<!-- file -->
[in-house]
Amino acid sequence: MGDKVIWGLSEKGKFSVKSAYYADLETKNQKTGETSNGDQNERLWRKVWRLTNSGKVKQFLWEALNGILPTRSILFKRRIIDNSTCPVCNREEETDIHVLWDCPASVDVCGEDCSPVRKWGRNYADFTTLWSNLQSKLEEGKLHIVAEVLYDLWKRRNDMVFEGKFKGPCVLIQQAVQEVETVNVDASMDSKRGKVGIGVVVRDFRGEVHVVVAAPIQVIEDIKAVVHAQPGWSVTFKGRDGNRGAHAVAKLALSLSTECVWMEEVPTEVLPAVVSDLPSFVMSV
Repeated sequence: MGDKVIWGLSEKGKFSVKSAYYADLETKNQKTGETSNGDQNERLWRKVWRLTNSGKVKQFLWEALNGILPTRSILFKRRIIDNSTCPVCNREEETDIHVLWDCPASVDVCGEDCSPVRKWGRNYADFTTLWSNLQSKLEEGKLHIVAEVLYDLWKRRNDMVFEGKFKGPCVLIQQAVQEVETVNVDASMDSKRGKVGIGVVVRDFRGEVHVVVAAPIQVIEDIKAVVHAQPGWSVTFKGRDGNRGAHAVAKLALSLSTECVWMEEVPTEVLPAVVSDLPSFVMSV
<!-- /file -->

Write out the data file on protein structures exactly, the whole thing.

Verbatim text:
[in-house]
Amino acid sequence: MGDKVIWGLSEKGKFSVKSAYYADLETKNQKTGETSNGDQNERLWRKVWRLTNSGKVKQFLWEALNGILPTRSILFKRRIIDNSTCPVCNREEETDIHVLWDCPASVDVCGEDCSPVRKWGRNYADFTTLWSNLQSKLEEGKLHIVAEVLYDLWKRRNDMVFEGKFKGPCVLIQQAVQEVETVNVDASMDSKRGKVGIGVVVRDFRGEVHVVVAAPIQVIEDIKAVVHAQPGWSVTFKGRDGNRGAHAVAKLALSLSTECVWMEEVPTEVLPAVVSDLPSFVMSV
Repeated sequence: MGDKVIWGLSEKGKFSVKSAYYADLETKNQKTGETSNGDQNERLWRKVWRLTNSGKVKQFLWEALNGILPTRSILFKRRIIDNSTCPVCNREEETDIHVLWDCPASVDVCGEDCSPVRKWGRNYADFTTLWSNLQSKLEEGKLHIVAEVLYDLWKRRNDMVFEGKFKGPCVLIQQAVQEVETVNVDASMDSKRGKVGIGVVVRDFRGEVHVVVAAPIQVIEDIKAVVHAQPGWSVTFKGRDGNRGAHAVAKLALSLSTECVWMEEVPTEVLPAVVSDLPSFVMSV